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Rate Reductions Will Do Little

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November 30, 2007 – Comments (4)

There is a saying that we borrow the Earth from our children.  The same is also true of debt, debt is borrowing the future economy.

The ability of reducing interest rates worked at first because it did free up disposible income for the masses.  Read my post, "Low Interest Rates, As Destructive as Usury?"

In some ways that post is too nice.  What I mean is whenever the topic of how hard it is to afford a home comes up those in the 10-15 years older than me age group always refer back to how hard it was when interest rates when up to about 20% around 1980, the period I worked in the banks.  There is no question that some people lost their homes, but it was fairly limited to newer home owners and people only renewed their mortgages at those rates for a year.  There is no question that people saw huge declines in disposible income, but they'd also been through an era of 5-7% wage increases and for most their income had grown substantially compared to when they'd first taken out a mortgage.  Two years later mortgage rates were manageable again. 

I was always told that when you buy a home, it is only hard for the first couple years because your wages go up relative to your debt.  That was so true back then and what the many of them saw was their disposible income go back to how hard it had been when they first bought, but it only lasted a couple years.

If you compare Canada and the US, Canada slowed down on wage increases ahead of the US.  Vancouver in particular has had anemic wage increases for the past 20 years and wages have fallen behind the cost of living since then.  In Vancouver there is an enormous division of wealth between those who won the "home equity lottery," and those who have had no hedge against the increasing cost of living.

Here's how lowering interest rates boosted spending for the masses.  When interest rates started to decline the masses had higher interest rates.  Renegotiating mortgages freed up huge amounts of disposible income.  All around me I saw people who owned homes keep their mortgage term the same and reduce payments as interest rates declined.  Their disposible income was massively increased.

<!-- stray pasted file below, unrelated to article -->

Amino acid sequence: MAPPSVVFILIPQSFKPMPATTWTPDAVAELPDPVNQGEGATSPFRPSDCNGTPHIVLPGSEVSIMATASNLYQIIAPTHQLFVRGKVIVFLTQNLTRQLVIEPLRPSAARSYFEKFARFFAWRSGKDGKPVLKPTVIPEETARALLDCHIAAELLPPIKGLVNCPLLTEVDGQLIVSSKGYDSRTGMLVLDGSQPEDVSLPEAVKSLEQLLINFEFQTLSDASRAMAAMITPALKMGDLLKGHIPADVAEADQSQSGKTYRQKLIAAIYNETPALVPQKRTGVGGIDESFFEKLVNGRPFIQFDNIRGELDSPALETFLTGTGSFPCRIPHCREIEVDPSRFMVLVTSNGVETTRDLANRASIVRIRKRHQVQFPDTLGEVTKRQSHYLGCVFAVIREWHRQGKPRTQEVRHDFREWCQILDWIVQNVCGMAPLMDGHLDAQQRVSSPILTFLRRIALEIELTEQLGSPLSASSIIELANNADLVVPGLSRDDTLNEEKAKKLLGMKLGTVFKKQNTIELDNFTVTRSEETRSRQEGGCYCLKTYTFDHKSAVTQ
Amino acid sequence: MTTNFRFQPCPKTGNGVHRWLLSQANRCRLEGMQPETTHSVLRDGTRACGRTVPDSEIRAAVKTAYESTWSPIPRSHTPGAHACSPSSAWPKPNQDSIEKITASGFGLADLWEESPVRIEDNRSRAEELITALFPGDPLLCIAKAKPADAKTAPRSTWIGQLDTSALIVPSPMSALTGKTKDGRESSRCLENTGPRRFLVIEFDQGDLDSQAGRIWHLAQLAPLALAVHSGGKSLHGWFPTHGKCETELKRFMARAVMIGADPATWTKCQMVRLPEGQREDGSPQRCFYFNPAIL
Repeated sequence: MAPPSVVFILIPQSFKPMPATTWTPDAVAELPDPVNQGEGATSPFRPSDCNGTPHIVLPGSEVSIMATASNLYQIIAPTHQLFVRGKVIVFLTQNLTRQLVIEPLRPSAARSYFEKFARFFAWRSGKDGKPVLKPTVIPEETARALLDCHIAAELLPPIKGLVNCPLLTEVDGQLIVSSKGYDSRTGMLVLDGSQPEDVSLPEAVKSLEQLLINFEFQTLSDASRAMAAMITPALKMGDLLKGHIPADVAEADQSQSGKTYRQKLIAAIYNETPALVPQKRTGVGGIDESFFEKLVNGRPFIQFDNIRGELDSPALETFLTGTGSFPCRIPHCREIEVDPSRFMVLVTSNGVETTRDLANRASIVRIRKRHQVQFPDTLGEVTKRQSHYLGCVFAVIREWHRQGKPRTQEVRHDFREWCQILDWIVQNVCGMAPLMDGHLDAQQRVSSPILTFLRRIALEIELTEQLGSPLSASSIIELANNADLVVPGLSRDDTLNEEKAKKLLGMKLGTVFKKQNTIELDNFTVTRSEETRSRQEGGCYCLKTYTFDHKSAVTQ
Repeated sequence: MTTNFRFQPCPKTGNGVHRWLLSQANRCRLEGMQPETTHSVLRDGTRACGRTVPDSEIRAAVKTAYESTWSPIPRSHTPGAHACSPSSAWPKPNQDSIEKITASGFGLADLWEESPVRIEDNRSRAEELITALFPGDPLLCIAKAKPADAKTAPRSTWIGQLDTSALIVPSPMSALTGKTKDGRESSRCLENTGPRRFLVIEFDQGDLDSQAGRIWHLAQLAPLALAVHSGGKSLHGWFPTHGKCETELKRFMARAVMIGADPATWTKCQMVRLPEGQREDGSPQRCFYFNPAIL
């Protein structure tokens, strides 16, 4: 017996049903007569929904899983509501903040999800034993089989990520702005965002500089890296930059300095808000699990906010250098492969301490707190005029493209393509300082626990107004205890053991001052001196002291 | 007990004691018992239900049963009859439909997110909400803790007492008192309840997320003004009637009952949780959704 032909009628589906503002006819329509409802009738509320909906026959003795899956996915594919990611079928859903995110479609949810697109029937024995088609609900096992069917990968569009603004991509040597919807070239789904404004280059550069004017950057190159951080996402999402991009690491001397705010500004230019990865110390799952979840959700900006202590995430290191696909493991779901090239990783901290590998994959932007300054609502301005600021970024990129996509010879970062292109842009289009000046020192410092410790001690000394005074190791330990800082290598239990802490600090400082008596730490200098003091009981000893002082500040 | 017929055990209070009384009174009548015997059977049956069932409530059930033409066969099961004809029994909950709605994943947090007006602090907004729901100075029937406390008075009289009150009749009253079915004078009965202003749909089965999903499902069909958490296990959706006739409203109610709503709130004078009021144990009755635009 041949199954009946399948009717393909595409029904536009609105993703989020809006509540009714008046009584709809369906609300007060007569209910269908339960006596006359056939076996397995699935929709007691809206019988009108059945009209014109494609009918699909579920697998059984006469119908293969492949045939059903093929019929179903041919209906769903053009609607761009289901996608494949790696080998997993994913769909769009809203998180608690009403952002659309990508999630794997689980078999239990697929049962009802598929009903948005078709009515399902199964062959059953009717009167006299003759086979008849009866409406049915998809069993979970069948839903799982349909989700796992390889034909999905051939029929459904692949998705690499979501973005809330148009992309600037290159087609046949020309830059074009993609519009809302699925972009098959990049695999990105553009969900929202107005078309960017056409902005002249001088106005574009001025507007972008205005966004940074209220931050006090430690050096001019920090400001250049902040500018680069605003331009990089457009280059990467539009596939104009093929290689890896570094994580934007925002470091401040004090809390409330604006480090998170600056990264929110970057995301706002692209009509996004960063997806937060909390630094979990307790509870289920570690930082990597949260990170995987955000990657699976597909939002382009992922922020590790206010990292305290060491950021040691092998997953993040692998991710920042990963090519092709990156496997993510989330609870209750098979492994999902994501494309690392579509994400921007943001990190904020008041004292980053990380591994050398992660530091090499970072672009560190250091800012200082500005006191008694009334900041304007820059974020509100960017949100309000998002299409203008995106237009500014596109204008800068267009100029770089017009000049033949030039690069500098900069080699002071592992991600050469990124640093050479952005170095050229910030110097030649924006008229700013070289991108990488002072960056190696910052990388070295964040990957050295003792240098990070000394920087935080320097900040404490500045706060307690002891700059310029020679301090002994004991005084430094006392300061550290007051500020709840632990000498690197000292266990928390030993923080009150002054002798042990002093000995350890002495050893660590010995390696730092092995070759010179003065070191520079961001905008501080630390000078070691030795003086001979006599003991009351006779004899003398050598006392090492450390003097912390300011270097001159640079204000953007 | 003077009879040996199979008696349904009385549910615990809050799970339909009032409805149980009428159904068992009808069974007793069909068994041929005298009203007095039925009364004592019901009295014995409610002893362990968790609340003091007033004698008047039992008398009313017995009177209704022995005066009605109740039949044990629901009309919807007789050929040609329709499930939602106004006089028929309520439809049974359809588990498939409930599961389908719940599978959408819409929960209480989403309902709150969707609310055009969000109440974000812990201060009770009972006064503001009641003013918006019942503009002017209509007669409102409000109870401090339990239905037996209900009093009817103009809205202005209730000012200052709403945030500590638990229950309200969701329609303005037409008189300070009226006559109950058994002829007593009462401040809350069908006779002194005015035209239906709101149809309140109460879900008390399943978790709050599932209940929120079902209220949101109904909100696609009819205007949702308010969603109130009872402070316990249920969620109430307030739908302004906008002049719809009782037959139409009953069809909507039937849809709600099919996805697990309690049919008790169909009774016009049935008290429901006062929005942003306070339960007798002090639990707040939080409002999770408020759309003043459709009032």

But, what was happening to those who were entering the market is that prices were going up to fit the maximum people could afford at lower rates.  So, like any new home owner, they were struggling to make ends meet.  Evidence is that for the past 10 years incomes have been declining relative to costs in the US, so each year for the past 10 years America has had more and more first time home owners with less and less ability to increase their disposible income.

At this stage of the game reducing interest rates will do very, very little to free up disposible income for the masses.  Unlike when the credit bubble was first launched 20 years ago, many people already "own" their debt at reasonably low rates.  I remember about 15 years ago my older cousin saying that when her mortgage renewed her payment went down about $300/month.  She had three small children at the time and it enable the family to keep their lifestyle even though wages were not keeping up with the cost of living.

Contrast that to someone who bought a home say 10 years ago.  In Vancouver our affordability of housing price to median income was probably around 4 or 5.  Housing was already hardly affordable and interest rates were down some.  Wages have not kept up with the cost of living.  That promise of my youth that buying a home is only hard for the first couple years was a complete lie.  Many that entered the housing market here in from 1992 to 2002 have hardly gotten a handle on debt.  Many have seen net debt remain fairly constant as other forms of debt increase as mortgage decreases.  They've absolutely struggled every single year they've been homeowners.

The US has been following what I've seen here in Vancouver, but in a time frame about 5 to 8 years behind it.  Home affordability has grossly declined for many that have entered the housing market and young people will not be able to "rescue" the economy by increasing consumer spending.  They are borrowed up to their limit at an already lower rate.  There are no tricks left to increase their disposible income.  Additionally, costs have been increasing faster than wages.  For many people wages are not going up to make managing the debt easier.

These are the things that have made consumer spending work and have increased disposible income.  They don't exist anymore.   Lowering interest rates will not free up disposible income.  Essentially, lowering interest rates have transfer the cost of all economic growth to younger people and there is no where for them to lighten their load.